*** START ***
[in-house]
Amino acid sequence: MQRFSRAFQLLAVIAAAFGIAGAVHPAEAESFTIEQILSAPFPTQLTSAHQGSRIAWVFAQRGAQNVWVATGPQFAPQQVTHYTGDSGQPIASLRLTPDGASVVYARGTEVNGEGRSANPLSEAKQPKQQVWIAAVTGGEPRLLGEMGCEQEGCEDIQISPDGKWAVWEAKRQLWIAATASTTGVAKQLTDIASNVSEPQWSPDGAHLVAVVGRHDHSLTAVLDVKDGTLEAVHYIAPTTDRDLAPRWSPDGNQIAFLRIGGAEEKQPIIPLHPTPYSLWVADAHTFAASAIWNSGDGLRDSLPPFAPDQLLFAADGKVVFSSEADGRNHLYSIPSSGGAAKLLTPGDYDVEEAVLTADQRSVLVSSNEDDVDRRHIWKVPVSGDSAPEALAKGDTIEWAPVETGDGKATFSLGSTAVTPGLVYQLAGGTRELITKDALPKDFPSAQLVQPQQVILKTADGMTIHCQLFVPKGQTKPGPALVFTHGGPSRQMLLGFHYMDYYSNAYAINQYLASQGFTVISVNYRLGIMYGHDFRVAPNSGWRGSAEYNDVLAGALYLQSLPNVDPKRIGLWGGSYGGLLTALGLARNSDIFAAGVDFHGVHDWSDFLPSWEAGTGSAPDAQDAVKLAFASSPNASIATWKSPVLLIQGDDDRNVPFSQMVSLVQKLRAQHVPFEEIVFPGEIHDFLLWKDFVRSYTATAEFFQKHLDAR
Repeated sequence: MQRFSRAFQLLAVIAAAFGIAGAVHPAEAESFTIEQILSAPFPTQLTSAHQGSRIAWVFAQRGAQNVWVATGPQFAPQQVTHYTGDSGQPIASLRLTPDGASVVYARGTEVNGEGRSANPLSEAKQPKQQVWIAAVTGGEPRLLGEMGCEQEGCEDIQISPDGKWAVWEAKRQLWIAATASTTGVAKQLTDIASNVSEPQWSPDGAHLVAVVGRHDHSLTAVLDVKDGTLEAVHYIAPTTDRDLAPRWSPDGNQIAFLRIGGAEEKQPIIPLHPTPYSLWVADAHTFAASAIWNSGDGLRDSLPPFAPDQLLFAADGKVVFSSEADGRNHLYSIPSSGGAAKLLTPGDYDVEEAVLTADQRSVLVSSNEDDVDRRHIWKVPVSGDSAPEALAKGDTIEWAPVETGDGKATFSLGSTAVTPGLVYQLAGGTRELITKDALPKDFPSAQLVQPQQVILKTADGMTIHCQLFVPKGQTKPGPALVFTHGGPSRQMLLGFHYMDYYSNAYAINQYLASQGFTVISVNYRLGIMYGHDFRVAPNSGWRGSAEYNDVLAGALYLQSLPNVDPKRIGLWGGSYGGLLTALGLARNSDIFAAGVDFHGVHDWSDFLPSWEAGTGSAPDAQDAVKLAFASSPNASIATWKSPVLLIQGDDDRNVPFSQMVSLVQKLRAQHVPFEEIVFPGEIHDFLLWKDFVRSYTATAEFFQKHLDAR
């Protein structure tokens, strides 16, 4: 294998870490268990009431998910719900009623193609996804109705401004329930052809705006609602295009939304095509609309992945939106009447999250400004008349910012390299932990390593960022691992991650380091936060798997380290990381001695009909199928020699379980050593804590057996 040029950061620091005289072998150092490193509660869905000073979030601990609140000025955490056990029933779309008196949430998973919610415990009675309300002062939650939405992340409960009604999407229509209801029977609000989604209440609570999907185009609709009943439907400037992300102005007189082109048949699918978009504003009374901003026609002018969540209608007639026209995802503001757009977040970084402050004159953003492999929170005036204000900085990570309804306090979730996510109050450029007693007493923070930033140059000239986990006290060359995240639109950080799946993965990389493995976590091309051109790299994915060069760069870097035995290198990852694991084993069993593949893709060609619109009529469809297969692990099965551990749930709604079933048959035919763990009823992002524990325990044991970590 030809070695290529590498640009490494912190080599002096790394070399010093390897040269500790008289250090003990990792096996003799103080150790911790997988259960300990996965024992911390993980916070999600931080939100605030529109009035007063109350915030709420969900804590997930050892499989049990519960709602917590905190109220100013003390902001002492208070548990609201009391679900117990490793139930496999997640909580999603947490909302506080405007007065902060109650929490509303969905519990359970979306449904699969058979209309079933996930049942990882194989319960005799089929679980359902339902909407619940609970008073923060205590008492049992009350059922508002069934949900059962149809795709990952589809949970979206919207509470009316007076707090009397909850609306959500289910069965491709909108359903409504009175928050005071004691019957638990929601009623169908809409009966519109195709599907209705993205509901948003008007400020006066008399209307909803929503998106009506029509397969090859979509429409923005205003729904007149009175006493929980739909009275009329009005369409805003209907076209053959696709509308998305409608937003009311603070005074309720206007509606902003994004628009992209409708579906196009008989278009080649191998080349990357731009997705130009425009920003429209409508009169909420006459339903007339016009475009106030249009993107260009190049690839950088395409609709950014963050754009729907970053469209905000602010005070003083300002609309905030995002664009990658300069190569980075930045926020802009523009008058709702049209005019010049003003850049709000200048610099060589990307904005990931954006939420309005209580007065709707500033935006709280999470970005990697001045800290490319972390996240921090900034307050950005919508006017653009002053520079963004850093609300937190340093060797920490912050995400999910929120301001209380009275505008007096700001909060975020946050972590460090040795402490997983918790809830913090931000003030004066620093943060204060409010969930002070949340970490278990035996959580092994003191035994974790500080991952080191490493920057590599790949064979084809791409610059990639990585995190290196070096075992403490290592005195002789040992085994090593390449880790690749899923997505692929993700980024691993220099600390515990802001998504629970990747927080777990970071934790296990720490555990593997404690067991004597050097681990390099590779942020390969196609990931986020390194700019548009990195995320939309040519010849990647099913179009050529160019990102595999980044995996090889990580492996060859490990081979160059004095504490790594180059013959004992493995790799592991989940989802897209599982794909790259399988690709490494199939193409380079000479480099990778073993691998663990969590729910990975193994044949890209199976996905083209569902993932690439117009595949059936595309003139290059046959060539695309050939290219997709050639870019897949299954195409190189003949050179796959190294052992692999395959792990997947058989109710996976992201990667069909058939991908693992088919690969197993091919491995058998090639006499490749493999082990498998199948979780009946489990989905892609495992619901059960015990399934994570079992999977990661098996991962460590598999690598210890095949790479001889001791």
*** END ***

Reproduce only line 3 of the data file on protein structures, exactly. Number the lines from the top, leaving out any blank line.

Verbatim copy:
Repeated sequence: MQRFSRAFQLLAVIAAAFGIAGAVHPAEAESFTIEQILSAPFPTQLTSAHQGSRIAWVFAQRGAQNVWVATGPQFAPQQVTHYTGDSGQPIASLRLTPDGASVVYARGTEVNGEGRSANPLSEAKQPKQQVWIAAVTGGEPRLLGEMGCEQEGCEDIQISPDGKWAVWEAKRQLWIAATASTTGVAKQLTDIASNVSEPQWSPDGAHLVAVVGRHDHSLTAVLDVKDGTLEAVHYIAPTTDRDLAPRWSPDGNQIAFLRIGGAEEKQPIIPLHPTPYSLWVADAHTFAASAIWNSGDGLRDSLPPFAPDQLLFAADGKVVFSSEADGRNHLYSIPSSGGAAKLLTPGDYDVEEAVLTADQRSVLVSSNEDDVDRRHIWKVPVSGDSAPEALAKGDTIEWAPVETGDGKATFSLGSTAVTPGLVYQLAGGTRELITKDALPKDFPSAQLVQPQQVILKTADGMTIHCQLFVPKGQTKPGPALVFTHGGPSRQMLLGFHYMDYYSNAYAINQYLASQGFTVISVNYRLGIMYGHDFRVAPNSGWRGSAEYNDVLAGALYLQSLPNVDPKRIGLWGGSYGGLLTALGLARNSDIFAAGVDFHGVHDWSDFLPSWEAGTGSAPDAQDAVKLAFASSPNASIATWKSPVLLIQGDDDRNVPFSQMVSLVQKLRAQHVPFEEIVFPGEIHDFLLWKDFVRSYTATAEFFQKHLDAR